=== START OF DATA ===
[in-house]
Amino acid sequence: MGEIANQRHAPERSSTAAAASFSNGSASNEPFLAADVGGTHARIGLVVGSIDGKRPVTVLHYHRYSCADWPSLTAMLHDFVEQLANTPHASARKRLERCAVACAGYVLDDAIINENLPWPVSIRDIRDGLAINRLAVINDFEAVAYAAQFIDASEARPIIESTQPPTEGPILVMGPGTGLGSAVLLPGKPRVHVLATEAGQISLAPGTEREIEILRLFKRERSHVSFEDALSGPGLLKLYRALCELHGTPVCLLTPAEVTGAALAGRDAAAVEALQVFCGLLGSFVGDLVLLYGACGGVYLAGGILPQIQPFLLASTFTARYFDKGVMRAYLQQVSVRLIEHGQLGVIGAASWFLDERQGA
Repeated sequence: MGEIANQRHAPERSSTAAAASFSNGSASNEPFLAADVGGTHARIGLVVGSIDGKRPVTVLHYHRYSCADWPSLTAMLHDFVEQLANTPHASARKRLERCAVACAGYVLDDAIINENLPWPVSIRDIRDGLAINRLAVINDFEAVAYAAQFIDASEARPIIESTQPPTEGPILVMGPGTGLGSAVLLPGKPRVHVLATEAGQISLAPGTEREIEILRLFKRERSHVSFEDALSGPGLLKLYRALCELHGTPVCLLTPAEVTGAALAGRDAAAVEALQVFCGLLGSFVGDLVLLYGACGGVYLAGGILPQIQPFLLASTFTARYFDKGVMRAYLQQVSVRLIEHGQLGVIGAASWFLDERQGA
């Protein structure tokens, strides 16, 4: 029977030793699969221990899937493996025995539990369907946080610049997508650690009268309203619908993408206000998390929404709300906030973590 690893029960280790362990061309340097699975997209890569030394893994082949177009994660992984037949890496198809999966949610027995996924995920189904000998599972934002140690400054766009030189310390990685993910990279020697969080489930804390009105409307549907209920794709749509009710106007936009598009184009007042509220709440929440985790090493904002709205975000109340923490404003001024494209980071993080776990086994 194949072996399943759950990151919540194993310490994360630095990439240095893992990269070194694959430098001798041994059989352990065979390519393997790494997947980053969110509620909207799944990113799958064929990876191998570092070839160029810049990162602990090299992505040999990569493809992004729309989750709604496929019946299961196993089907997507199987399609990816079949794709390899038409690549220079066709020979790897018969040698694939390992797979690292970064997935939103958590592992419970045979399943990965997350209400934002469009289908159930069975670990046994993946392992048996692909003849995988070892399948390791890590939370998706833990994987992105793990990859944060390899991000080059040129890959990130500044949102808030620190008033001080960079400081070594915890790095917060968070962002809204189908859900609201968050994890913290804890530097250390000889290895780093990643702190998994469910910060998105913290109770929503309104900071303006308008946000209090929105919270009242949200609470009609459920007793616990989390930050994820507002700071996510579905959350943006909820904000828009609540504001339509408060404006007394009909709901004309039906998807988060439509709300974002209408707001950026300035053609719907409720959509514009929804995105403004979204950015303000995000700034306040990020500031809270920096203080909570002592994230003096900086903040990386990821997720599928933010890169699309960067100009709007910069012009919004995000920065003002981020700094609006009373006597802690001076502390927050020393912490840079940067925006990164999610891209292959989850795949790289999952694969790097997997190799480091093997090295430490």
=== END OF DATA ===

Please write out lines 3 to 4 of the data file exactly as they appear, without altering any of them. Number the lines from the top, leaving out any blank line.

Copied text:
Repeated sequence: MGEIANQRHAPERSSTAAAASFSNGSASNEPFLAADVGGTHARIGLVVGSIDGKRPVTVLHYHRYSCADWPSLTAMLHDFVEQLANTPHASARKRLERCAVACAGYVLDDAIINENLPWPVSIRDIRDGLAINRLAVINDFEAVAYAAQFIDASEARPIIESTQPPTEGPILVMGPGTGLGSAVLLPGKPRVHVLATEAGQISLAPGTEREIEILRLFKRERSHVSFEDALSGPGLLKLYRALCELHGTPVCLLTPAEVTGAALAGRDAAAVEALQVFCGLLGSFVGDLVLLYGACGGVYLAGGILPQIQPFLLASTFTARYFDKGVMRAYLQQVSVRLIEHGQLGVIGAASWFLDERQGA
């Protein structure tokens, strides 16, 4: 029977030793699969221990899937493996025995539990369907946080610049997508650690009268309203619908993408206000998390929404709300906030973590 690893029960280790362990061309340097699975997209890569030394893994082949177009994660992984037949890496198809999966949610027995996924995920189904000998599972934002140690400054766009030189310390990685993910990279020697969080489930804390009105409307549907209920794709749509009710106007936009598009184009007042509220709440929440985790090493904002709205975000109340923490404003001024494209980071993080776990086994 194949072996399943759950990151919540194993310490994360630095990439240095893992990269070194694959430098001798041994059989352990065979390519393997790494997947980053969110509620909207799944990113799958064929990876191998570092070839160029810049990162602990090299992505040999990569493809992004729309989750709604496929019946299961196993089907997507199987399609990816079949794709390899038409690549220079066709020979790897018969040698694939390992797979690292970064997935939103958590592992419970045979399943990965997350209400934002469009289908159930069975670990046994993946392992048996692909003849995988070892399948390791890590939370998706833990994987992105793990990859944060390899991000080059040129890959990130500044949102808030620190008033001080960079400081070594915890790095917060968070962002809204189908859900609201968050994890913290804890530097250390000889290895780093990643702190998994469910910060998105913290109770929503309104900071303006308008946000209090929105919270009242949200609470009609459920007793616990989390930050994820507002700071996510579905959350943006909820904000828009609540504001339509408060404006007394009909709901004309039906998807988060439509709300974002209408707001950026300035053609719907409720959509514009929804995105403004979204950015303000995000700034306040990020500031809270920096203080909570002592994230003096900086903040990386990821997720599928933010890169699309960067100009709007910069012009919004995000920065003002981020700094609006009373006597802690001076502390927050020393912490840079940067925006990164999610891209292959989850795949790289999952694969790097997997190799480091093997090295430490």